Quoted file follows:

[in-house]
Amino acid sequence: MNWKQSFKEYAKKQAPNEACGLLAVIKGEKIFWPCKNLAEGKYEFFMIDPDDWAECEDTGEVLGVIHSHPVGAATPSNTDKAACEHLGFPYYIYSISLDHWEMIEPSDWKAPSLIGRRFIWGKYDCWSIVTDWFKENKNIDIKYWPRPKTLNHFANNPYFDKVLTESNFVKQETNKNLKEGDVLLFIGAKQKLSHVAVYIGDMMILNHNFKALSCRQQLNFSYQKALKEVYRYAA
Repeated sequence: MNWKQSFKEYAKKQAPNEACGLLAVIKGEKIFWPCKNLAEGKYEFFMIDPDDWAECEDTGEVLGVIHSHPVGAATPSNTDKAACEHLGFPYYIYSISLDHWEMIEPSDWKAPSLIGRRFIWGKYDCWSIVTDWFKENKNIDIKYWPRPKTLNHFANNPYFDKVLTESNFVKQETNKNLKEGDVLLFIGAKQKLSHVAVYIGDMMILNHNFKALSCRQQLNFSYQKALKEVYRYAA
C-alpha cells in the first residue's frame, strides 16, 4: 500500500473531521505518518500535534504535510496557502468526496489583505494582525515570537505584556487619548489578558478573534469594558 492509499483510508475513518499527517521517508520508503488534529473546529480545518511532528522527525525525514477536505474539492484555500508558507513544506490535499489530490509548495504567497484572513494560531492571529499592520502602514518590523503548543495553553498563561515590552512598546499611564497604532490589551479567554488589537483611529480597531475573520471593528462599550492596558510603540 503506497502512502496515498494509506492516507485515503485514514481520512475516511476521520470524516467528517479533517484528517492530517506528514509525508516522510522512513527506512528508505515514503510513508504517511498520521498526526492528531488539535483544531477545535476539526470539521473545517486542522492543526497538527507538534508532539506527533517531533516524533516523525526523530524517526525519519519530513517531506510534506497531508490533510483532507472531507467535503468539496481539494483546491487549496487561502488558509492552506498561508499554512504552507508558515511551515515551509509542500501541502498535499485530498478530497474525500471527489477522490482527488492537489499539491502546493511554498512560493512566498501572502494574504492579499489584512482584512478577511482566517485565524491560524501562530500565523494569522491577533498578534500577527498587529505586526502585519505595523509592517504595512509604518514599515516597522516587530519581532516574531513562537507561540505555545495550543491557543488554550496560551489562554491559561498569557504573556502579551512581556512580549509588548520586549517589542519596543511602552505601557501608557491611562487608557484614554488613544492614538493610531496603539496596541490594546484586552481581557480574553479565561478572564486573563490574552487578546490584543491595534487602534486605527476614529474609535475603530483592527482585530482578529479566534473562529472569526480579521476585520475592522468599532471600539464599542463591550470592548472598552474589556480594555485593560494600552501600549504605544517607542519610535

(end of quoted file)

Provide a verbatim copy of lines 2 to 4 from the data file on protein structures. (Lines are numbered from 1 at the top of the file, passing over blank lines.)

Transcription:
Amino acid sequence: MNWKQSFKEYAKKQAPNEACGLLAVIKGEKIFWPCKNLAEGKYEFFMIDPDDWAECEDTGEVLGVIHSHPVGAATPSNTDKAACEHLGFPYYIYSISLDHWEMIEPSDWKAPSLIGRRFIWGKYDCWSIVTDWFKENKNIDIKYWPRPKTLNHFANNPYFDKVLTESNFVKQETNKNLKEGDVLLFIGAKQKLSHVAVYIGDMMILNHNFKALSCRQQLNFSYQKALKEVYRYAA
Repeated sequence: MNWKQSFKEYAKKQAPNEACGLLAVIKGEKIFWPCKNLAEGKYEFFMIDPDDWAECEDTGEVLGVIHSHPVGAATPSNTDKAACEHLGFPYYIYSISLDHWEMIEPSDWKAPSLIGRRFIWGKYDCWSIVTDWFKENKNIDIKYWPRPKTLNHFANNPYFDKVLTESNFVKQETNKNLKEGDVLLFIGAKQKLSHVAVYIGDMMILNHNFKALSCRQQLNFSYQKALKEVYRYAA
C-alpha cells in the first residue's frame, strides 16, 4: 500500500473531521505518518500535534504535510496557502468526496489583505494582525515570537505584556487619548489578558478573534469594558 492509499483510508475513518499527517521517508520508503488534529473546529480545518511532528522527525525525514477536505474539492484555500508558507513544506490535499489530490509548495504567497484572513494560531492571529499592520502602514518590523503548543495553553498563561515590552512598546499611564497604532490589551479567554488589537483611529480597531475573520471593528462599550492596558510603540 503506497502512502496515498494509506492516507485515503485514514481520512475516511476521520470524516467528517479533517484528517492530517506528514509525508516522510522512513527506512528508505515514503510513508504517511498520521498526526492528531488539535483544531477545535476539526470539521473545517486542522492543526497538527507538534508532539506527533517531533516524533516523525526523530524517526525519519519530513517531506510534506497531508490533510483532507472531507467535503468539496481539494483546491487549496487561502488558509492552506498561508499554512504552507508558515511551515515551509509542500501541502498535499485530498478530497474525500471527489477522490482527488492537489499539491502546493511554498512560493512566498501572502494574504492579499489584512482584512478577511482566517485565524491560524501562530500565523494569522491577533498578534500577527498587529505586526502585519505595523509592517504595512509604518514599515516597522516587530519581532516574531513562537507561540505555545495550543491557543488554550496560551489562554491559561498569557504573556502579551512581556512580549509588548520586549517589542519596543511602552505601557501608557491611562487608557484614554488613544492614538493610531496603539496596541490594546484586552481581557480574553479565561478572564486573563490574552487578546490584543491595534487602534486605527476614529474609535475603530483592527482585530482578529479566534473562529472569526480579521476585520475592522468599532471600539464599542463591550470592548472598552474589556480594555485593560494600552501600549504605544517607542519610535